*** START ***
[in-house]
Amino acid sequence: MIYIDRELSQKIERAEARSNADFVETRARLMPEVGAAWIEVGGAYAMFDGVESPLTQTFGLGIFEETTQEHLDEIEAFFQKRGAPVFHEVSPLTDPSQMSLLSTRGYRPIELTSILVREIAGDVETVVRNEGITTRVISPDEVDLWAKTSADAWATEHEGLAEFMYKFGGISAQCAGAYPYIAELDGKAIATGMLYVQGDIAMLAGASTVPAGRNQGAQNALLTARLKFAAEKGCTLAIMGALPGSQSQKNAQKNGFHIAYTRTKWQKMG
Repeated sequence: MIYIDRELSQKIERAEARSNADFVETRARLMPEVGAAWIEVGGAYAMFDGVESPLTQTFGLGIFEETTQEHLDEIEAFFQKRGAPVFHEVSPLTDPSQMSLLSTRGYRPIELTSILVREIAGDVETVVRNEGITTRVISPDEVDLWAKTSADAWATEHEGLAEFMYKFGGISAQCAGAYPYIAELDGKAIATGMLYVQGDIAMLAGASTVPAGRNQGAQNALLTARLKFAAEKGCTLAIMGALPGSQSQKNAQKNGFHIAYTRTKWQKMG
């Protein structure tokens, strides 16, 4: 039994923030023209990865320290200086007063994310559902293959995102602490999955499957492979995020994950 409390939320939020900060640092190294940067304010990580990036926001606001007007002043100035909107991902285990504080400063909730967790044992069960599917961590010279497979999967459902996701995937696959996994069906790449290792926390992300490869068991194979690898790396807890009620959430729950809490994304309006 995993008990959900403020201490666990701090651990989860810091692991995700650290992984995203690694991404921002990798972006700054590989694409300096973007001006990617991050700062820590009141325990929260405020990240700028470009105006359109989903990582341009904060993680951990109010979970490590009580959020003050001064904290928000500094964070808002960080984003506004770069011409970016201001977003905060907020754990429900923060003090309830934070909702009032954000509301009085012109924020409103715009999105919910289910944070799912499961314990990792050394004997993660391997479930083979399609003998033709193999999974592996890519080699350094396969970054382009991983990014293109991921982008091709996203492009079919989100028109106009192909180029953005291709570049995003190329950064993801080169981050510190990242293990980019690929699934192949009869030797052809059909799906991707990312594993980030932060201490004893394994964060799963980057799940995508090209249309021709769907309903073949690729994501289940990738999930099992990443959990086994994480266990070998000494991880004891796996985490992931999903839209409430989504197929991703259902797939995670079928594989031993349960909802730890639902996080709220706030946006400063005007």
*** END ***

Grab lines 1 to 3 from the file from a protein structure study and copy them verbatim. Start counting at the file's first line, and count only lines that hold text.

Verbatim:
[in-house]
Amino acid sequence: MIYIDRELSQKIERAEARSNADFVETRARLMPEVGAAWIEVGGAYAMFDGVESPLTQTFGLGIFEETTQEHLDEIEAFFQKRGAPVFHEVSPLTDPSQMSLLSTRGYRPIELTSILVREIAGDVETVVRNEGITTRVISPDEVDLWAKTSADAWATEHEGLAEFMYKFGGISAQCAGAYPYIAELDGKAIATGMLYVQGDIAMLAGASTVPAGRNQGAQNALLTARLKFAAEKGCTLAIMGALPGSQSQKNAQKNGFHIAYTRTKWQKMG
Repeated sequence: MIYIDRELSQKIERAEARSNADFVETRARLMPEVGAAWIEVGGAYAMFDGVESPLTQTFGLGIFEETTQEHLDEIEAFFQKRGAPVFHEVSPLTDPSQMSLLSTRGYRPIELTSILVREIAGDVETVVRNEGITTRVISPDEVDLWAKTSADAWATEHEGLAEFMYKFGGISAQCAGAYPYIAELDGKAIATGMLYVQGDIAMLAGASTVPAGRNQGAQNALLTARLKFAAEKGCTLAIMGALPGSQSQKNAQKNGFHIAYTRTKWQKMG